Facing an impasse with the practical problem of implementing a eugenics based breeding plan for the human race, a problem identified by the playwright George Bernard Shaw and the author H. G. Wells as stemming from the social convention of marriage, eugenicists looked instead at what was seen as the menace of those feeble in mind and body.
Eugenics began to advocate for segregation and enforced sterilisation of the disabled. In the state of Indiana in America, and also in Sweden, they got their way. Very quickly the question of breeding a superior human race became one of dealing with the several million inferiors that already existed. This branch of Eugenics is termed ‘Dysgenics’. It is the version that most people today are familiar with because it is the one enacted by the Third Reich in Germany.
It is known but not always mentioned that the early Nazi government actively pursued dysgenic policies against the disabled in Germany. Adolf Hitler himself signed an order for a program called ‘Action T4’ that saw enforced euthanasia used to kill over 100,000 disabled German citizens. Many of the techniques used later at places like Auschwitz were originated and refined in the Action T4 program.
I doubt very much that Sir Francis Galton would have approved of dysgenics. He was not at heart an evil man, although some social commentators have since presented him as such. In fact Galton was a polymath, a genius, who made significant contributions in the fields of statistics, sociology, psychology, anthropology, geography, meteorology; he even devised a method of classifying finger-pints. Galton was a Victorian visionary who wanted to improve the world and his early theories on Eugenics were very much in that mould. The science of the time, however, fell very much short of that required to either support or refute his theory of Eugenics.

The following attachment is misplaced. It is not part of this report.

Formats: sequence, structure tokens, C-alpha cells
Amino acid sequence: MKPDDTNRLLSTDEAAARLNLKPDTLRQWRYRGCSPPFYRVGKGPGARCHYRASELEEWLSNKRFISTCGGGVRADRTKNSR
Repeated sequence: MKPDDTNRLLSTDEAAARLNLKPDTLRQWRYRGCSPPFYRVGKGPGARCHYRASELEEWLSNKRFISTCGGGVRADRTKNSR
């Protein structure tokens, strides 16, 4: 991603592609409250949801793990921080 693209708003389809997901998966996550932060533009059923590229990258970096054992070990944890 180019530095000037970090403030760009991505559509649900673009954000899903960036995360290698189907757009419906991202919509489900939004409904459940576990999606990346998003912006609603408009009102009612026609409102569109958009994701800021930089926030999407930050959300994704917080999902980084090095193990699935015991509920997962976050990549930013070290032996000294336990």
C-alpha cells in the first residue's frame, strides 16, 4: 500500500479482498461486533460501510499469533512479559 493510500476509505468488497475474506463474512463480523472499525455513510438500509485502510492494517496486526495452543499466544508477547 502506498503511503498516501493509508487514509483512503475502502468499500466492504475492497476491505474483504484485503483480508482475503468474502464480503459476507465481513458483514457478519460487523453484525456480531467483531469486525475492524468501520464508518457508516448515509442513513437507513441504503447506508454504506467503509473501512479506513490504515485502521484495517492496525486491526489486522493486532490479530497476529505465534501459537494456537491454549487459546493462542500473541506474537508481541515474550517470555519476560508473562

There is something appealing in the notion of a man and woman combining to produce a child who would be both physically and mentally superior to their parents. The notion that such a child would be free of illness of any kind is one that a parent can readily identify but we know now that genetics does not work that way. The capacity for genetic mutation is at the heart of evolution and adaptability. Every generation contains within it a countless number of mutations of the inherited DNA code. The vast majority of these mutations prove ineffective; they do not do anything. Some prove detrimental, giving rise to physical deformity and mental impairment. A few more prove very useful giving us singers, artists, geniuses. This is what early eugenicists did not know and lacking this information they could not defend their simple principle against the rise of the dysgenic interpretation.
Eugenics began with the best intentions but, as the saying goes, the road to hell is paved with good intentions and so it was proved.